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Wixen Music Publishing Lawsuit Against Pandora Raises Questions About Lyric Licensing

June 19, 2019 Comments off

In the “it was only a matter of time” department, Wixen Music Publishing has sued Pandora over infringing reproductions of the lyrics in songs it represents.  (For those reading along at home, Wixen is represented by badass David Steinberg, so good luck Pandora.)

All these cases against tech companies start with very similar facts–they were given a chance to fix the problem and they either entirely ignored the copyright owner (like David Lowery and Bluewater) or they obfuscated and tried to deflect blame, or did both.  Here’s the key fact from this Wixen case:

Plaintiff’s representatives put Pandora on actual notice of its infringing conduct in early 2018, yet Pandora did not even attempt to address its infringing conduct until May 2019, when it first purported to cease displaying some of the lyrics to the Musical Compositions on its service….Pandora’s infringement is therefore willful and deliberate.

In other words–Pandora apparently blew off its responsibilities for over a year and still didn’t fix the problem.  Here’s a practice point–when Wixen or someone like Wixen calls, you need to fix your problem.  Right. Now.

But this case raises an interesting side point that may indicate a likely waypoint down the trail.  There is a company called LyricFind that licenses lyrics for many publishers according to their advertising.  Wixen notes in the complaint:

Pandora may claim that it had obtained licenses to display the lyrics to the Musical Compositions from one or more sources, including an entity called LyricFind, the self-proclaimed “largest lyric licensing service” in the world, which claims that it “has licensing from over 4,000 music publishers, including all majors.” However, as Pandora knows, and has known, LyricFind did not have the authority to grant licenses to Pandora for the display of any of the lyrics to the Musical Compositions on its service.

How does Pandora know this?  Probably because Wixen (and possibly other publishers) told them so.  It’s entirely possible that Pandora has a license with LyricFind for the songs it represents, but if Wixen hasn’t authorized LyricFind to represent them for lyric licensing (which they evidently have not), then this is an irrelevant fact.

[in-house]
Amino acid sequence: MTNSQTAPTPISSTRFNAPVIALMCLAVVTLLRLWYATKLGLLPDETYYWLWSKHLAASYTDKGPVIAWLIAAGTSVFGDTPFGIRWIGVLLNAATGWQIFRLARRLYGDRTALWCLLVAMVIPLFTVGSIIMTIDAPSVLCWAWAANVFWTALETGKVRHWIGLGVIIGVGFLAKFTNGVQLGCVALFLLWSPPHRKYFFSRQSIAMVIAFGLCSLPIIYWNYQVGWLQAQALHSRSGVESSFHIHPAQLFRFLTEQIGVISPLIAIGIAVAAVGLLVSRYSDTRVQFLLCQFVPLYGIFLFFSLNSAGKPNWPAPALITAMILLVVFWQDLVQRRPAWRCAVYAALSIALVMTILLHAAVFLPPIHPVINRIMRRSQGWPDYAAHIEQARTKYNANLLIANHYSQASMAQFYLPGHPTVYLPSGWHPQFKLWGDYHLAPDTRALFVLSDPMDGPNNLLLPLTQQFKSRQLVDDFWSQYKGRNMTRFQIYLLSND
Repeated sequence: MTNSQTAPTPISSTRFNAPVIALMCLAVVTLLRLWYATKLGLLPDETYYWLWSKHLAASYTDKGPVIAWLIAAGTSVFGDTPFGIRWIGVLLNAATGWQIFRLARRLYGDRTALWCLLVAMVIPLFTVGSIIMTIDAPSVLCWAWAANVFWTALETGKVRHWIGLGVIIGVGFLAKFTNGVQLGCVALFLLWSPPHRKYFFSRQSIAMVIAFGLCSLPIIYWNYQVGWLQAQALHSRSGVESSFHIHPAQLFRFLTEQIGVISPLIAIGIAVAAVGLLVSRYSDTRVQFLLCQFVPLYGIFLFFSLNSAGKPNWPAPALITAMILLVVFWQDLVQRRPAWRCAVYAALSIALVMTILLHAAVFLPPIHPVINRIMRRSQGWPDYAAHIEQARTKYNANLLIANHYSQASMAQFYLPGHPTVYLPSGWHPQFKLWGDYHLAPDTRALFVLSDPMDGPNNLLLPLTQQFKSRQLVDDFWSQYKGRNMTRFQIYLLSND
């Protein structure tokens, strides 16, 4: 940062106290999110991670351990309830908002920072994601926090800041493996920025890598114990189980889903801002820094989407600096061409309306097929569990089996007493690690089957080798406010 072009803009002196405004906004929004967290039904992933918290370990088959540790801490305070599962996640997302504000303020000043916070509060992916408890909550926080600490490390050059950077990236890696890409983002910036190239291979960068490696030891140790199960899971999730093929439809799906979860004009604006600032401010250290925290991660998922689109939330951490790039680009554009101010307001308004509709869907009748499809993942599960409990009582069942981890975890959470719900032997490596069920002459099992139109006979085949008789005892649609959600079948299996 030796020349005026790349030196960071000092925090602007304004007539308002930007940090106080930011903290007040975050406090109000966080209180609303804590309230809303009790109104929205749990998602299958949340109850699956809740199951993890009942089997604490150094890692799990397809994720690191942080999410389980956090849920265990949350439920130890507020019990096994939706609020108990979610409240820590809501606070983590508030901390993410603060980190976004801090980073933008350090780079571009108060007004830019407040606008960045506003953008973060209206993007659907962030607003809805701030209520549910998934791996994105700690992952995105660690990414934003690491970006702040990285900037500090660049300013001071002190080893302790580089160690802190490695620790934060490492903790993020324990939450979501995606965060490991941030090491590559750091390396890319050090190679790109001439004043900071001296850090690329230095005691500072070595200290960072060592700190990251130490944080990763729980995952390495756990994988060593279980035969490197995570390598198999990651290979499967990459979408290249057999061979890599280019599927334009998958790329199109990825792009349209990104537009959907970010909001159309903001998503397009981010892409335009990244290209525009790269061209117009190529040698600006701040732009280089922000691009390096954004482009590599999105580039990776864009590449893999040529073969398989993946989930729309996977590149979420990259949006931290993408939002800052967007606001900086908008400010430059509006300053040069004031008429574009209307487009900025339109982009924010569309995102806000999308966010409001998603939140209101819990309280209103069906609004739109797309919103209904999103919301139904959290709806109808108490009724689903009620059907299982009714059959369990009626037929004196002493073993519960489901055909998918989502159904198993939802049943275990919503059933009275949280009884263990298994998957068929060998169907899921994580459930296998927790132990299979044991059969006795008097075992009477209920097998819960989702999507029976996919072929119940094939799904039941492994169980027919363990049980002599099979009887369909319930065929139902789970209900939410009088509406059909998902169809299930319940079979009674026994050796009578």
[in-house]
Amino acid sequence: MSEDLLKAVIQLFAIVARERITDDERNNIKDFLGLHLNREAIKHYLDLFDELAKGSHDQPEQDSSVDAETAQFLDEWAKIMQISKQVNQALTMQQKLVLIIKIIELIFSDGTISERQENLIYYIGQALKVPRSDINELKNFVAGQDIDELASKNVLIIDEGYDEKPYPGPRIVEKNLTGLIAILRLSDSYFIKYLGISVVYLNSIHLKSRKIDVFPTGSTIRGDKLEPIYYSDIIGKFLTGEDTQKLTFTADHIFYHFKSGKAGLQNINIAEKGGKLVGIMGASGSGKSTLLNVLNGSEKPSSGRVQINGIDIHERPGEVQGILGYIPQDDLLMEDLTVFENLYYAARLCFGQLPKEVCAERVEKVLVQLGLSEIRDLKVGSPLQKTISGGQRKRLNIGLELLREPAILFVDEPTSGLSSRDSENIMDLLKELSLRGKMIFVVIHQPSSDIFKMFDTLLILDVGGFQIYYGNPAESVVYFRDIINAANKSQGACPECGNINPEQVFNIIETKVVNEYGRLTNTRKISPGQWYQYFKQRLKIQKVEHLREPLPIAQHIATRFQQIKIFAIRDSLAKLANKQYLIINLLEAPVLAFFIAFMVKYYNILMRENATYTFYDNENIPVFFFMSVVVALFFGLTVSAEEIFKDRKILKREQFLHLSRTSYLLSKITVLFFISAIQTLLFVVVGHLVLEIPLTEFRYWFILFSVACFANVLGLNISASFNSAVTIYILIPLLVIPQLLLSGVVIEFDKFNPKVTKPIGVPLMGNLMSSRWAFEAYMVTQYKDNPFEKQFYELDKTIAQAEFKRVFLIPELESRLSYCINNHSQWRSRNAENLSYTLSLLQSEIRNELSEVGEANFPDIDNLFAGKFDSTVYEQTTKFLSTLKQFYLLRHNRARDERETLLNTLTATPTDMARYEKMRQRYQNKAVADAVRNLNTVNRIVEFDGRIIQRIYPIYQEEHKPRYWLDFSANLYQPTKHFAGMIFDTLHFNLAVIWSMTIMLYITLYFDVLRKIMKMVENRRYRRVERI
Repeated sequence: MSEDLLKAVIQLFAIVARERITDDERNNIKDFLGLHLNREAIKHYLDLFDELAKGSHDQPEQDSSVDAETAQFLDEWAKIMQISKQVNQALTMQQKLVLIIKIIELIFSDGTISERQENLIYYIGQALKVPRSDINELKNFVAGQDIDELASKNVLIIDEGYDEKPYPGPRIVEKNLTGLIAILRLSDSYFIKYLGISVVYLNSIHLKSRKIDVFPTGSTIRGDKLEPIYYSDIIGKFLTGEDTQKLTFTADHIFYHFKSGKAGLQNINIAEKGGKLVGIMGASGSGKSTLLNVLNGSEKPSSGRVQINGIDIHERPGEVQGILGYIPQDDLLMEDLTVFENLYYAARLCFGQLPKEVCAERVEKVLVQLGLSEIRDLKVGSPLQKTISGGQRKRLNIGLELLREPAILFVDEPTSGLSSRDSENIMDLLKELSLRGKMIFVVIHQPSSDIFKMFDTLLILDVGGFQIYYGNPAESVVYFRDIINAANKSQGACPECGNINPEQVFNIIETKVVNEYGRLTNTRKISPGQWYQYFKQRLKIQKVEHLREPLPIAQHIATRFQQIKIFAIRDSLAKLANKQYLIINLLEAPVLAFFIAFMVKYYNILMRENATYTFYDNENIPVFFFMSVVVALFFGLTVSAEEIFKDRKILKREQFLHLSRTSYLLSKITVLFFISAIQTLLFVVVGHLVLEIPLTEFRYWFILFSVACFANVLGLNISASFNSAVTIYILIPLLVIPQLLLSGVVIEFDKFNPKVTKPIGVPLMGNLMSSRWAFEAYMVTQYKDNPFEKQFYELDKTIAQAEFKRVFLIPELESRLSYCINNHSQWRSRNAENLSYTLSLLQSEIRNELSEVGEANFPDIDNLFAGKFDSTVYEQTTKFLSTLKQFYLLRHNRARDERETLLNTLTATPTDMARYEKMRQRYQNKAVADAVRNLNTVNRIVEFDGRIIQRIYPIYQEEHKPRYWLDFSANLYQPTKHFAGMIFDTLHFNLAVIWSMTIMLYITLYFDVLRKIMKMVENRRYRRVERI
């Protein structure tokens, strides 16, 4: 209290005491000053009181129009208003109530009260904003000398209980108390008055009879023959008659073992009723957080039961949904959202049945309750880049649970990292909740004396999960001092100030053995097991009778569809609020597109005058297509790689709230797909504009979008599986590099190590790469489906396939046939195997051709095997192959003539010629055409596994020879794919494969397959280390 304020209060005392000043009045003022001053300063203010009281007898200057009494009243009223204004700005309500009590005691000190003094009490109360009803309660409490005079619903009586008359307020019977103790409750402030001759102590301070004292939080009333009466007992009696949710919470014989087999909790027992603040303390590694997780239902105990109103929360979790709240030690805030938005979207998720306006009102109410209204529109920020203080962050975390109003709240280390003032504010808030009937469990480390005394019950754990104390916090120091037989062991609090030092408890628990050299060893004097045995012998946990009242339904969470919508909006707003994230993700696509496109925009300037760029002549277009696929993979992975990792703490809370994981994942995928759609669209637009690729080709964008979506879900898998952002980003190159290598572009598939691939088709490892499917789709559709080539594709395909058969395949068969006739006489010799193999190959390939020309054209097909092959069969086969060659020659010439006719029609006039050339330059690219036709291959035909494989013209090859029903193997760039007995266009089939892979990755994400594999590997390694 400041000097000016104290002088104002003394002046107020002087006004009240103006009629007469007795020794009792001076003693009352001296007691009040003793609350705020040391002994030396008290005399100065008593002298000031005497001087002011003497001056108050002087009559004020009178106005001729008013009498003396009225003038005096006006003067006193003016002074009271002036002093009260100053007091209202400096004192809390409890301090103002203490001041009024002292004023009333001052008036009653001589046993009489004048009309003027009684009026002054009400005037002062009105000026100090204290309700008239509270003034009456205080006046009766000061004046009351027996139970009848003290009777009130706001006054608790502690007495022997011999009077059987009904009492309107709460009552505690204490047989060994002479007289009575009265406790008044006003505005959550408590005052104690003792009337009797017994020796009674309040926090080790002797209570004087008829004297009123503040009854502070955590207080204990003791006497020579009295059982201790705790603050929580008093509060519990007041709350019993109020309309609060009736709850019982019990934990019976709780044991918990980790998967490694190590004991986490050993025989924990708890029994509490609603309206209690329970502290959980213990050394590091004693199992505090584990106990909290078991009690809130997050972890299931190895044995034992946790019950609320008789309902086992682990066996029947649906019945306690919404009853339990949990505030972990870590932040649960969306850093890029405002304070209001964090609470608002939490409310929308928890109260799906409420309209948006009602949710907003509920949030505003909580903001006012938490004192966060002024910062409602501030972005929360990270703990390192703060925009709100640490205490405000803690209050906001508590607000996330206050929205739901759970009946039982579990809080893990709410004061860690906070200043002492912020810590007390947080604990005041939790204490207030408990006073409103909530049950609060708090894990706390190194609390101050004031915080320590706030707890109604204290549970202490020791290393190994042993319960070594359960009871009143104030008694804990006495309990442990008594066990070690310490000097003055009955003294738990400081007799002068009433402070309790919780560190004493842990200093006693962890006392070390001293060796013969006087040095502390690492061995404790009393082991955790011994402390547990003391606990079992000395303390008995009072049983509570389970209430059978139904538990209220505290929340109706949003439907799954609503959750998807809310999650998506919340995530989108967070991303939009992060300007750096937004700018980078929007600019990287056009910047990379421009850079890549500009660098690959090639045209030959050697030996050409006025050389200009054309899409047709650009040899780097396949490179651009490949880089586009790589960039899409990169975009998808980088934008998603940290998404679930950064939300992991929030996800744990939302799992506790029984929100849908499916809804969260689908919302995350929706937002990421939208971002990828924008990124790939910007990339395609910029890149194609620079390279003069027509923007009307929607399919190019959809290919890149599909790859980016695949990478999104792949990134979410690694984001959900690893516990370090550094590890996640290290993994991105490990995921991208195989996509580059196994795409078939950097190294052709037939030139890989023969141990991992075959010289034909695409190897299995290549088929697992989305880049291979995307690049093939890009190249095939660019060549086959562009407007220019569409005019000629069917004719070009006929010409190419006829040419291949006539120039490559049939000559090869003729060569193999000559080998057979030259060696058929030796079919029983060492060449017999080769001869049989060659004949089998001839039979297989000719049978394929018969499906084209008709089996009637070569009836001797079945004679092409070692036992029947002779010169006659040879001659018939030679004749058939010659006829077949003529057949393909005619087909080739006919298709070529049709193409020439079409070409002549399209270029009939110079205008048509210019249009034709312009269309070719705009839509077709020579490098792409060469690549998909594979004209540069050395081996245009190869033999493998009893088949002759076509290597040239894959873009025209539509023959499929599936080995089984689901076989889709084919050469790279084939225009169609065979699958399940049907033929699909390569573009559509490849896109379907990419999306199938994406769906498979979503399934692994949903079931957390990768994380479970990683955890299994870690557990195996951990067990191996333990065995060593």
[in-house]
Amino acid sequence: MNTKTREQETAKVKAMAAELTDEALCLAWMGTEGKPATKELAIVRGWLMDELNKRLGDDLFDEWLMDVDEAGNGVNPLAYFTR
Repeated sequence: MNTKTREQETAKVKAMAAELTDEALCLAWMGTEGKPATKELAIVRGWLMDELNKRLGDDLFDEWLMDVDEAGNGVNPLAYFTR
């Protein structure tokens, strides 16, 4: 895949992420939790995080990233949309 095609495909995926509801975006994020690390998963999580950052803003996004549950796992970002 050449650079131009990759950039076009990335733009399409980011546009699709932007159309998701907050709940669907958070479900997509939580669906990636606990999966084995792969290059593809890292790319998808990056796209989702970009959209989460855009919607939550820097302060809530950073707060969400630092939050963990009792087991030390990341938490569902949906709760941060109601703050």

I have to believe until shown otherwise that LyricFind would be the first to tell their licensees that LyricFind does not purport to license all the lyrics for every song ever written or that ever may be written in any language from any songwriter or publisher in any country on the face of the Earth.

The problem seems to be the same problem that Big Tech has had with music from the beginning–the tech companies don’t want to have to confirm their rights because that involves human beings and human beings costs money.  It’s this dismally poor administration of licenses by the licensees that seems to be the stumbling block.

However, it does make for interesting viewing to see exactly what was said by whom when about what, and what assurances were given.  My bet is that the next step will be like the Music Modernization Act–a retroactive safe harbor with a blanket license and a statutory monopoly.

Read the Wixen complaint here.

@shiraovide: Pandora’s Eyes Are Bigger Than Its Wallet

January 13, 2017 Comments off

Remember the rending of garments by Pandora’s overpaid executive team about how they just couldn’t turn a profit because of the royalties they paid under their statutory licenses?   Statutory licenses allow Pandora to operate without paying minimum guarantees like they will need to do for their much ballyhooed on demand service that is yet to launch.   And remember the standing offer we made to pick any MBA lurking in any business school corridor anywhere in the world to help a company with government mandated price controls on the expense side and over $1 billion in annual revenue turn a profit?

Looks like their secret is out–as Bloomberg’s Shira Ovide writes, Pandora is feeling the burn.  This right before (we suppose) that Pandora launches its on demand music service for which they are serving millions of “address unknown” NOIs on the Copyright Office to stiff songwriters on statutory royalties.  The story from Ms. Ovide is thought provoking, but let’s provoke this thought:  What happens if Pandora can’t pay its statutory royalties at all?

At its current rate of cash burn, then, [Pandora] will exhaust its reserves of ready cash in about 10 months.

What happens to the statutory royalties if Pandora goes bankrupt?  Remember–in bankruptcy, artists and songwriters are known as “unsecured creditors” standing way, way behind Pandora’s creditors such as bond holder Texas Pacific Group.  Of course, it’s probably more likely that Pandora’s exit will be a sale–hopefully before it misses a royalty payment and hopefully for more than the $450 million of cold cash it spent on the misguided acqusition of Ticketfly.

Pandora said on Thursday that it was being savvy about how it lures new subscribers without overspending on marketing and that it was finding more ways to automate advertising sales. The company also said its “commitment to cost discipline” — i.e., its willingness to fire people and pinch pennies in nonessential areas — would allow it to devote funds to new products. Using a customized measure of earnings, Pandora said it expects to do better than the losses forecast by Wall Street analysts. The company still doesn’t expect to be profitable under conventional accounting standards.

The best hope to cure Pandora’s ills is a sale. And that’s why Pandora’s stock moves up mostly at any hints a sale might be coming.

Read the post on Bloomberg

 

 

The MTP Interview: Blake Morgan of ECR Music Group on the #irespectmusic campaign